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Machine learning profiles of cardiovascular risk in patients with diabetes mellitus: the Silesia Diabetes-Heart Project



As cardiovascular disease (CVD) is a leading cause of death for patients with diabetes mellitus (DM), we aimed to find important factors that predict cardiovascular (CV) risk using a machine learning (ML) approach.

Methods and results

We performed a single center, observational study in a cohort of 238 DM patients (mean age ± SD 52.15 ± 17.27 years, 54% female) as a part of the Silesia Diabetes-Heart Project. Having gathered patients’ medical history, demographic data, laboratory test results, results from the Michigan Neuropathy Screening Instrument (assessing diabetic peripheral neuropathy) and Ewing’s battery examination (determining the presence of cardiovascular autonomic neuropathy), we managed use a ML approach to predict the occurrence of overt CVD on the basis of five most discriminative predictors with the area under the receiver operating characteristic curve of 0.86 (95% CI 0.80–0.91). Those features included the presence of past or current foot ulceration, age, the treatment with beta-blocker (BB) and angiotensin converting enzyme inhibitor (ACEi). On the basis of the aforementioned parameters, unsupervised clustering identified different CV risk groups. The highest CV risk was determined for the eldest patients treated in large extent with ACEi but not BB and having current foot ulceration, and for slightly younger individuals treated extensively with both above-mentioned drugs, with relatively small percentage of diabetic ulceration.


Using a ML approach in a prospective cohort of patients with DM, we identified important factors that predicted CV risk. If a patient was treated with ACEi or BB, is older and has/had a foot ulcer, this strongly predicts that he/she is at high risk of having overt CVD.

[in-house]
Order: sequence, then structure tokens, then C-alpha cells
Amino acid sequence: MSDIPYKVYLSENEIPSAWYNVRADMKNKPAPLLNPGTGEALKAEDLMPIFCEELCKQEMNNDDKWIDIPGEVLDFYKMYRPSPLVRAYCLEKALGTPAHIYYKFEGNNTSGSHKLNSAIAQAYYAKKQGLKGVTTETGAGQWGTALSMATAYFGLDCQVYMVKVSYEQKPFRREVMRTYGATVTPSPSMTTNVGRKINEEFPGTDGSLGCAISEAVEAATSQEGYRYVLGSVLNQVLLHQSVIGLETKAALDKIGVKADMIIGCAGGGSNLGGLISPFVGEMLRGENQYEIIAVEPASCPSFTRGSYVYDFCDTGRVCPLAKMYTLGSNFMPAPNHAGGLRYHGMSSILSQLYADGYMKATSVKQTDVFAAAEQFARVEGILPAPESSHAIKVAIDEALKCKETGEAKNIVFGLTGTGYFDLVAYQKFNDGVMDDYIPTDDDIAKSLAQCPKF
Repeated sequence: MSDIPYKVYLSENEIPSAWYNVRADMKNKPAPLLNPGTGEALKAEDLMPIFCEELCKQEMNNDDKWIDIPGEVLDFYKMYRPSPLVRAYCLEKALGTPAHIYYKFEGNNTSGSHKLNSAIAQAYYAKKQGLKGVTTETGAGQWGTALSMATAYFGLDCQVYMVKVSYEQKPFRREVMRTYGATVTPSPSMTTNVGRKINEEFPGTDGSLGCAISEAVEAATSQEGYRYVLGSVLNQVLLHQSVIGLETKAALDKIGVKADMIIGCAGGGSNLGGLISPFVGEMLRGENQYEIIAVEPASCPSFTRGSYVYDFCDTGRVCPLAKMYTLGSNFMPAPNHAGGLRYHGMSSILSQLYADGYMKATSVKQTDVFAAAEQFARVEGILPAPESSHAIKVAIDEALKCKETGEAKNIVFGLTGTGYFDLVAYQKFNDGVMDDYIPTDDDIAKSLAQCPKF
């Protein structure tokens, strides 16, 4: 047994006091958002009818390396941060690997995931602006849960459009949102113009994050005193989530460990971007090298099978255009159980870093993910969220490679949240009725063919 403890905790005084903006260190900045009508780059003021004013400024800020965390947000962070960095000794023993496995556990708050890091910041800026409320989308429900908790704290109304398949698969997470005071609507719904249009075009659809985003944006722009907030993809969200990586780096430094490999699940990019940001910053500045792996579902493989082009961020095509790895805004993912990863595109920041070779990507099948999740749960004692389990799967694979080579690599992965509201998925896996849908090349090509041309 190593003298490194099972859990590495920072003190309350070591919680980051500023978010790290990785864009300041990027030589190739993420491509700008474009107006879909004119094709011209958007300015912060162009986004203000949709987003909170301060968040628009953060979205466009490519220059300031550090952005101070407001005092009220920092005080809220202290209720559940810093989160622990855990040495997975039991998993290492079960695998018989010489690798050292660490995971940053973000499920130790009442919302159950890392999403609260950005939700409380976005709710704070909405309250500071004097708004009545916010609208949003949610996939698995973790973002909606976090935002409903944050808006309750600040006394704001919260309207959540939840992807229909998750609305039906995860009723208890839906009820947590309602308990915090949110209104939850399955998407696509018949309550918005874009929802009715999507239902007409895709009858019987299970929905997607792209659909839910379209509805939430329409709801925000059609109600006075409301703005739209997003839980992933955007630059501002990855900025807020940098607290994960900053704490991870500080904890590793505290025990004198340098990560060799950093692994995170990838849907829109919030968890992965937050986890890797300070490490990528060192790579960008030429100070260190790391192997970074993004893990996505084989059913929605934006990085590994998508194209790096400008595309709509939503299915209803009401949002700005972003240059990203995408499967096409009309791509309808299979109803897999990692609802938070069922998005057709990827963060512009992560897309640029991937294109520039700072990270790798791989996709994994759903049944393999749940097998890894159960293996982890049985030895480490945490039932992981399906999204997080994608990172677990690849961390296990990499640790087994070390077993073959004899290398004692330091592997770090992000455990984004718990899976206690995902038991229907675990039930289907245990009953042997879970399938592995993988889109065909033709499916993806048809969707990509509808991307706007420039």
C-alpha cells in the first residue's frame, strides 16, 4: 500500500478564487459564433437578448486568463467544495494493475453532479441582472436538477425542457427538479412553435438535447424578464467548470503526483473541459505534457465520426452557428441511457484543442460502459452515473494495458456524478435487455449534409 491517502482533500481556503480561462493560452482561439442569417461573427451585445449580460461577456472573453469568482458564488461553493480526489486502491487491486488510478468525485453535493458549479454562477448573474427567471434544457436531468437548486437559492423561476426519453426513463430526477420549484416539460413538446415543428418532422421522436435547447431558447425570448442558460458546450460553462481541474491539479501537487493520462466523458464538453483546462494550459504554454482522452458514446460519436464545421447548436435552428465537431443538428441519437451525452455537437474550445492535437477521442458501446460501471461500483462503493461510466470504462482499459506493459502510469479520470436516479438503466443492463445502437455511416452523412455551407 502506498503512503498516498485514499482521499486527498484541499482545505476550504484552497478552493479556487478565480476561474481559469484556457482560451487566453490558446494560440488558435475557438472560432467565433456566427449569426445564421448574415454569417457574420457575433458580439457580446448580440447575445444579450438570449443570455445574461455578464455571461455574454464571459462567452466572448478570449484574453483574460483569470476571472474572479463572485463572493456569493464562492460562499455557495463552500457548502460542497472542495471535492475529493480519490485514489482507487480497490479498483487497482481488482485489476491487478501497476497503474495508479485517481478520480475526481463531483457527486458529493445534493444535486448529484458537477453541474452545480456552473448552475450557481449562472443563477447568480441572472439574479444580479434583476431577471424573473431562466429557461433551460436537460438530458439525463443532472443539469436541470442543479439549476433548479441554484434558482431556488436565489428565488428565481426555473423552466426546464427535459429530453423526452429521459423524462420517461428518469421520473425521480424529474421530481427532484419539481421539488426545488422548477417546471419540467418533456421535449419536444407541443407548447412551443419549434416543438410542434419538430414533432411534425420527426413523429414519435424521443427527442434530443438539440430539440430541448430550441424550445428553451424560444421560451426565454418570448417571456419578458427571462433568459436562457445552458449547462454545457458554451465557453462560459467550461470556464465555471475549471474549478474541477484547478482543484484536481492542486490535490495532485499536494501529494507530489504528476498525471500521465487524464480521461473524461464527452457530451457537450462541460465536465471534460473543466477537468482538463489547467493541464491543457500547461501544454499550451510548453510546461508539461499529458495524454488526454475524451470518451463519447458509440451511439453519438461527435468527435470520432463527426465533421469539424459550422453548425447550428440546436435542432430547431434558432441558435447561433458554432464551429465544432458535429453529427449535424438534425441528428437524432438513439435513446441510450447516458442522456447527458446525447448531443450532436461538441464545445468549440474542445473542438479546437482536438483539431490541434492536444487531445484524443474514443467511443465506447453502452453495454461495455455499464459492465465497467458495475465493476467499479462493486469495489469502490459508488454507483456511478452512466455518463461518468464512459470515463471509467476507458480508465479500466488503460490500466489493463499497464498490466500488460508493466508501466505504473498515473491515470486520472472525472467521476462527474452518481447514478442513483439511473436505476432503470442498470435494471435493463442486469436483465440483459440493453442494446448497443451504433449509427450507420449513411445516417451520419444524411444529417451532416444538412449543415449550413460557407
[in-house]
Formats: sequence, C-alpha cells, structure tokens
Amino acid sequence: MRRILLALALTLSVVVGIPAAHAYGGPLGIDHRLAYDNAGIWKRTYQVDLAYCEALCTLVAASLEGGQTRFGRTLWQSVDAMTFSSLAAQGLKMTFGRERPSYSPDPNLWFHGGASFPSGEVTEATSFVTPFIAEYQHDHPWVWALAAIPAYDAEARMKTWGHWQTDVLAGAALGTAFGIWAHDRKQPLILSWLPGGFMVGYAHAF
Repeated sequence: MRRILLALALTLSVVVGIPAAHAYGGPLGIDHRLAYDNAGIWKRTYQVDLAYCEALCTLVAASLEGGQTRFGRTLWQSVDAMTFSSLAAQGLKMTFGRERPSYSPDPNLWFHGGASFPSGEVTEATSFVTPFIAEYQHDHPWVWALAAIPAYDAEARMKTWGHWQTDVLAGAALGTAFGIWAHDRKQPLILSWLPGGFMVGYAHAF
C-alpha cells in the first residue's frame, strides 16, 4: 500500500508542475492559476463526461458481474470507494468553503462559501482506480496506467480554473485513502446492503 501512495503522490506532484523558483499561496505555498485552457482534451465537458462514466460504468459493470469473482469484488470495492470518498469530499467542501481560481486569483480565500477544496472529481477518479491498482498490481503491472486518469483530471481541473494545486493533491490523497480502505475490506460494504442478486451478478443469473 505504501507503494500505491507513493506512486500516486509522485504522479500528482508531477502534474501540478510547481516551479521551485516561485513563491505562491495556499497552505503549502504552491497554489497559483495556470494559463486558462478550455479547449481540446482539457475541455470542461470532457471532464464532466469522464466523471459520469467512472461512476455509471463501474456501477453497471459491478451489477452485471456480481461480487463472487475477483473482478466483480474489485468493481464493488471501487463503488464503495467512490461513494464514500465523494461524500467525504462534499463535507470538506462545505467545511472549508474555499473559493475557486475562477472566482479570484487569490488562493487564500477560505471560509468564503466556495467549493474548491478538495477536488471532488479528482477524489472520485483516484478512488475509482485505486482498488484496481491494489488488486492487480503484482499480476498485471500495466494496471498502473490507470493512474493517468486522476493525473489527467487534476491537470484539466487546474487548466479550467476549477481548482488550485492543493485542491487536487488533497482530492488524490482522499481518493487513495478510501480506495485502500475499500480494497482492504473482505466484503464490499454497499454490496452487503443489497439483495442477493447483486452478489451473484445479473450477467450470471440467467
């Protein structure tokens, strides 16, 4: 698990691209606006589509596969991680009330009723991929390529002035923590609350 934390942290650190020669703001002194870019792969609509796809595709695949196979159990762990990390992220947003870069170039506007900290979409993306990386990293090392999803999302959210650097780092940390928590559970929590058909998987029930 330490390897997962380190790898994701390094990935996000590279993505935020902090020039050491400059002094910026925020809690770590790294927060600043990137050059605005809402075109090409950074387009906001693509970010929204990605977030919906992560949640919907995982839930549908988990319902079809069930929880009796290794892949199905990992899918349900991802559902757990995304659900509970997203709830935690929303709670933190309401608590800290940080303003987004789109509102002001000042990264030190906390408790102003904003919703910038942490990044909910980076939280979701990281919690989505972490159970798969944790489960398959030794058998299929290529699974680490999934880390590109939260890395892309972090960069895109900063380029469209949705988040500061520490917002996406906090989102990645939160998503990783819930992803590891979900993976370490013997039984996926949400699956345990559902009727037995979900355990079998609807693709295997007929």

Every five seconds, one person in the world dies due to diabetes mellitus (DM) and its complications [1]. Cardiovascular disease (CVD) takes the greatest toll here, as it is a leading cause of death for both patients with type 1 diabetes mellitus (T1DM) and type 2 diabetes mellitus (T2DM) [2]. DM itself doubles the risk of coronary artery disease, ischemic stroke, and vascular deaths, independently of other risk factors [3]. It is estimated that patients with DM and CVD and/or chronic kidney disease as well as those having at least three CVD risk factors or with DM duration over 20 years, are at a very high risk, with the 10-year risk of CVD death exceeding 10% [4]. Hence, it is clinically important to identify patients with the highest CVD risk to implement preventive procedures against cardiovascular (CV) events which may otherwise lead to death.

Although several calculators assessing CVD have been developed [5, 6], they are usually validated in a general population and do not accurately assess the risk among patients with DM [7, 8]. Therefore, dedicated risk models are proposed for this group [9], but yet it remains unclear which one is optimal [10]. Moreover, the risk assessment models are not personalized, hence they do not exploit patient-specific granular information that could be crucial in understating the risk of a particular person. Furthermore, they utilize classical statistical methods which commonly show only a potential association for the population studied but cannot necessarily predict the individual’s risk [8]. That is why personalized prediction tools benefiting from data-driven machine learning (ML) approaches which can not only indicate the associations but also anticipate the future risk are of paramount practical importance and attract research much attention.